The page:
To determine the molecular mechanisms driving Birc3 transcription, MIN6 cells were left untreated, or were pretreated with SP600125, SB203580 or PDTC to selectively target the JNK, p38 mitogen-activated protein kinases (p38) or NF-κB pathways respectively, prior to TNF-α stimulation. Birc3 mRNA levels were measured by quantitative RT-PCR. Neither SB203580 (Fig. 2e) nor SP600125 (Fig. 2f), but only PDTC pre-treatment inhibited TNF-α-induced Birc3 expression, e.g. by ∼90% for MIN6 cells (p ≤ 0.05) (Fig. 2g) and ∼75% for islets (p ≤ 0.05) (Fig. 2h). These data show that NF-κB is necessary for TNF-α-induced Birc3 expression.

NF-κB is sufficient to drive de novo Birc3 expression

When MIN6 cells were co-transfected with Birc3 reporter and a RelA/p65 expression vector, Birc3 reporter activity was increased by twofold (p ≤ 0.001) (Fig. 2i). To determine whether RelA/p65 was sufficient to drive endogenous Birc3 gene expression, β-TC3 cells were transfected with the RelA/p65 expression vector and Birc family gene expression determined by quantitative RT-PCR. In this case, Birc3 was selectively induced (∼sixfold, p ≤ 0.05) (Fig. 2j). Moreover, overabundance of IκBα in MIN6 cells (Fig. 2k) resulted in a 77% suppression of TNF-α-induced Birc3 expression (p ≤ 0.01) (Fig. 2l). Thus, NF-κB is necessary and sufficient to drive de novo transcription of Birc3 mRNA.

Increased Birc3 regulates NF-κB signalling

Our results imply a model whereby TNF-α activates NF-κB, which subsequently induces increased Birc3 expression. To elucidate the function of increased Birc3 in pancreatic beta cells, MIN6 cells were transfected with the pIRES2-eGFP control vector or 0.3 to 0.6 μg pIRES2-eGFP-Birc3 (eGFP-Birc3). eGFP-Birc3-transfected MIN6 cells expressed Birc3 in a range similar to TNF-α-stimulated MIN6 cells (i.e. 12-fold, p ≤ 0.001) (Fig. 3a). Subsequently, MIN6 cells were transfected with a luciferase reporter containing two tandem NF-κB responsive elements (NF-κB.Luc), plus either 0.1 to 0.6 μg eGFP-Birc3, or 0.6 μg control vector. In MIN6 cells, eGFP-Birc3-expressing cells showed a dose-dependent increase in NF-κB reporter activity (Fig. 3b), while a combination of TNF-α stimulation and 0.6 μg eGFP-Birc3 showed a further increase of NF-κB reporter activity, from 3.4-fold (p ≤ 0.05) with TNF-α alone to sevenfold with eGFP-Birc3 (p ≤ 0.01).
Fig. 3

Increased Birc3 regulates NF-κB signalling. (a) Endogenous expression of Birc3 in MIN6 cells transfected either with 0.6 μg control vector (EV) for 24 h, in the presence or absence of TNF-α for 4 h, or with 0.3 μg – 0.6 μg eGFP-Birc3. Data represent mean ± SEM of gene expression relative to Ppia from six independent experiments. (b) Induction of the NF-κB reporter in MIN6 cells transfected with either 0.6 μg EV or 0.1 to 0.6 μg eGFP-Birc3, in the absence or presence of TNF-α for 8 h. Data represent mean ± SEM from three independent experiments. (c) Induction of A20 reporter in β-TC3 cells transfected with either 0.3 μg EV or 0.3 μg eGFP-Birc3, in the absence or presence of TNF-α for 8 h. Data represent mean ± SEM from four independent experiments. Statistical comparisons were made by single unpaired t test between two groups or by ANOVA with pair-wise multiple comparisons made using an unpaired t test. *p ≤ 0.05, **p ≤ 0.01, ***p ≤ 0.001 and ****p ≤ 0.0001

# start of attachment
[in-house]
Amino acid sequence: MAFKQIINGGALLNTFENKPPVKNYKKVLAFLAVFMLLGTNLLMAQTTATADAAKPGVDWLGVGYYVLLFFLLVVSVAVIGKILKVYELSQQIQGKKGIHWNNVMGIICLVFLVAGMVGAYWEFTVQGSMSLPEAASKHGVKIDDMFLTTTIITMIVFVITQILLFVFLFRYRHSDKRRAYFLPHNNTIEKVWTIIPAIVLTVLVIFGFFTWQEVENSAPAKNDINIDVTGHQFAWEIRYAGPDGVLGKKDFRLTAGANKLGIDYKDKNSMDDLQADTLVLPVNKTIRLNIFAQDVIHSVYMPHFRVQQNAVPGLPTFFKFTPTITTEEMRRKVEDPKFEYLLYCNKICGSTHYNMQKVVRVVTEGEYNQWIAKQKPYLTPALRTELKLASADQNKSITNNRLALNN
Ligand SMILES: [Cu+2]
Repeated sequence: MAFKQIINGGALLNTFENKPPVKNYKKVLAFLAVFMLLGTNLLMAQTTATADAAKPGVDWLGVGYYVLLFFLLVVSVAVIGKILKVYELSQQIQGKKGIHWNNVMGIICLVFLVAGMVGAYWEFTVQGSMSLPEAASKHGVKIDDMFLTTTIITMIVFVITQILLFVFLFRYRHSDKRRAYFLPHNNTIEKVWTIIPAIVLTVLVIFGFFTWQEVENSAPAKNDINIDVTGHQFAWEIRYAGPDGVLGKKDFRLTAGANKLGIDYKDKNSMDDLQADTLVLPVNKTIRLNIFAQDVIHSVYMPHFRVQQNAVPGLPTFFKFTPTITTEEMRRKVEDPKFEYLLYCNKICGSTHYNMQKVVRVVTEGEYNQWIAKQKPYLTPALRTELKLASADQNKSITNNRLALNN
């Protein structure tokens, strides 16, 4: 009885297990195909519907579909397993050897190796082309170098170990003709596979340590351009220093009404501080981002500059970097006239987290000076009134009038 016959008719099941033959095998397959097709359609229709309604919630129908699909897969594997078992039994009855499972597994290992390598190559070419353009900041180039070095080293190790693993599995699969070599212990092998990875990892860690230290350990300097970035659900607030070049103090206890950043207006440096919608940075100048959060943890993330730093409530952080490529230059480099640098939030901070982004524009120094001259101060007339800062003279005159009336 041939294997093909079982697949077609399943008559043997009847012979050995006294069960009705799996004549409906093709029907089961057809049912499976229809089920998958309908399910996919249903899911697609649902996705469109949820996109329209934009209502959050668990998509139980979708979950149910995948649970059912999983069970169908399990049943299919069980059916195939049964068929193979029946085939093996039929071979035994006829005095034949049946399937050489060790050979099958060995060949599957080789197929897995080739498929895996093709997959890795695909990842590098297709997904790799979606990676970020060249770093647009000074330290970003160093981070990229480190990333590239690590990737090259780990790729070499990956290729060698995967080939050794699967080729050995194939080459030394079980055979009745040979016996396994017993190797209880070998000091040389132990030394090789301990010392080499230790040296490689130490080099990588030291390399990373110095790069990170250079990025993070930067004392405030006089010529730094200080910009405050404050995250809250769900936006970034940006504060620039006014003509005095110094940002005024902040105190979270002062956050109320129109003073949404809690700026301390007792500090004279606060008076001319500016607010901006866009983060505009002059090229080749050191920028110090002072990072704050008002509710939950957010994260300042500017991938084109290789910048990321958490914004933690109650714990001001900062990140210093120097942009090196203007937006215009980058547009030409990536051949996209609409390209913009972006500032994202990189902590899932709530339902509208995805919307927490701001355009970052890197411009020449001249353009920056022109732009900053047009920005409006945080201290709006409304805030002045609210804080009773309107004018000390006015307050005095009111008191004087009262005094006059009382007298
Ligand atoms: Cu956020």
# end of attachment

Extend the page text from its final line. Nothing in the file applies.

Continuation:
To elucidate how Birc3 modulates a native NF-κB promoter, the effect of Birc3 activity on the NF-κB-driven A20 reporter [5] was examined. β-TC3 cells were transfected with 2 μg A20.Luc and either 0.25 μg pIRES2-eGFP control vector or eGFP-Birc3. A20 reporter activity increased from sevenfold (p ≤ 0.001) for TNF-α alone to 9.5-fold for TNF-α and eGFP-Birc3 (Fig. 3c). These data demonstrate that increased Birc3 expression is sufficient to drive NF-κB activity and enhance TNF-α-induced NF-κB signalling.

A redundant role for Birc3 in NF-κB signalling

The effect of Birc3 loss-of-function on beta cell TNF-α-mediated NF-κB signalling was examined in Birc3 −/− mice (Fig. 4a). Birc3 is not necessary for beta cell function as indicated by the normal glucose tolerance of Birc3 −/− mice (Fig. 4b). We analysed TNF-α-induced NF-κB signalling in wild-type or Birc3 −/− islets via western blot analysis of IκBα levels [26]. Compared with wild-type islets, TNF-α-stimulated Birc3 −/− islets showed delayed IκBα degradation, but a normal return to baseline levels at 60 min (Fig. 4c). Analysis of NF-κB-regulated and TNF-α-induced genes in Birc3 −/− islets revealed an abnormal expression pattern. While normal A20 induction (Fig. 4d) was observed, expression of Ccl2 (p ≤ 0.01) (Fig. 4e) and Cxcl10 (p ≤ 0.01) (Fig. 4g) was reduced, with Icam1 levels being modestly increased (p ≤ 0.01) (Fig. 4f). These data indicate that BIRC3 is necessary to fine-tune cellular responses to TNF-α.
Fig. 4